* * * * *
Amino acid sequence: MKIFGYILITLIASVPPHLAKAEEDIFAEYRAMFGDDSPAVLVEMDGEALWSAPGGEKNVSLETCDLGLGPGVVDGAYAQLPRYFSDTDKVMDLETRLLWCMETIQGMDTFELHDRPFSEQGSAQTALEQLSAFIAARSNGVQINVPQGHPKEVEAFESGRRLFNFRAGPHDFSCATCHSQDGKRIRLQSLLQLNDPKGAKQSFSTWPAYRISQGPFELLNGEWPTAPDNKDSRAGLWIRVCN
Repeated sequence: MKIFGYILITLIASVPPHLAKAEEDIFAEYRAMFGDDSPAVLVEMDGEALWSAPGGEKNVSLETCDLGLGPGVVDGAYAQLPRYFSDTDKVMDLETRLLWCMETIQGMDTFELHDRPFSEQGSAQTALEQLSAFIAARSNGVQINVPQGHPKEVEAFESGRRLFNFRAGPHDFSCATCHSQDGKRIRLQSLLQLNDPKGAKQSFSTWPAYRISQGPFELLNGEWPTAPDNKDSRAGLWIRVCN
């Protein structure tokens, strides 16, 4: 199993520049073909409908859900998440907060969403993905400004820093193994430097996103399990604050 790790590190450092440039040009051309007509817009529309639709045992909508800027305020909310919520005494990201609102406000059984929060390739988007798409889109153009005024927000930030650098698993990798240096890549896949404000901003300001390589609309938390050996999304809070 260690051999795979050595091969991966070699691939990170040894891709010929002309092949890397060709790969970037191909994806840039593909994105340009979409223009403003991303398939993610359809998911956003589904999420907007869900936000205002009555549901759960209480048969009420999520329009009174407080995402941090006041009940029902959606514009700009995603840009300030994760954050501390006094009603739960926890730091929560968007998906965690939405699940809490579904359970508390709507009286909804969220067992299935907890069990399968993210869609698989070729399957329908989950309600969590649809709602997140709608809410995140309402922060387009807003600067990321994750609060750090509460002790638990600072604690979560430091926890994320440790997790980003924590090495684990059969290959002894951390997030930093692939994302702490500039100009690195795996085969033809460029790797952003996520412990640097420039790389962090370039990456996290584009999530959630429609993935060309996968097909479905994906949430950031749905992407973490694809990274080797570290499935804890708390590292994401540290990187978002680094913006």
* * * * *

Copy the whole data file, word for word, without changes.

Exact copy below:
Amino acid sequence: MKIFGYILITLIASVPPHLAKAEEDIFAEYRAMFGDDSPAVLVEMDGEALWSAPGGEKNVSLETCDLGLGPGVVDGAYAQLPRYFSDTDKVMDLETRLLWCMETIQGMDTFELHDRPFSEQGSAQTALEQLSAFIAARSNGVQINVPQGHPKEVEAFESGRRLFNFRAGPHDFSCATCHSQDGKRIRLQSLLQLNDPKGAKQSFSTWPAYRISQGPFELLNGEWPTAPDNKDSRAGLWIRVCN
Repeated sequence: MKIFGYILITLIASVPPHLAKAEEDIFAEYRAMFGDDSPAVLVEMDGEALWSAPGGEKNVSLETCDLGLGPGVVDGAYAQLPRYFSDTDKVMDLETRLLWCMETIQGMDTFELHDRPFSEQGSAQTALEQLSAFIAARSNGVQINVPQGHPKEVEAFESGRRLFNFRAGPHDFSCATCHSQDGKRIRLQSLLQLNDPKGAKQSFSTWPAYRISQGPFELLNGEWPTAPDNKDSRAGLWIRVCN
């Protein structure tokens, strides 16, 4: 199993520049073909409908859900998440907060969403993905400004820093193994430097996103399990604050 790790590190450092440039040009051309007509817009529309639709045992909508800027305020909310919520005494990201609102406000059984929060390739988007798409889109153009005024927000930030650098698993990798240096890549896949404000901003300001390589609309938390050996999304809070 260690051999795979050595091969991966070699691939990170040894891709010929002309092949890397060709790969970037191909994806840039593909994105340009979409223009403003991303398939993610359809998911956003589904999420907007869900936000205002009555549901759960209480048969009420999520329009009174407080995402941090006041009940029902959606514009700009995603840009300030994760954050501390006094009603739960926890730091929560968007998906965690939405699940809490579904359970508390709507009286909804969220067992299935907890069990399968993210869609698989070729399957329908989950309600969590649809709602997140709608809410995140309402922060387009807003600067990321994750609060750090509460002790638990600072604690979560430091926890994320440790997790980003924590090495684990059969290959002894951390997030930093692939994302702490500039100009690195795996085969033809460029790797952003996520412990640097420039790389962090370039990456996290584009999530959630429609993935060309996968097909479905994906949430950031749905992407973490694809990274080797570290499935804890708390590292994401540290990187978002680094913006």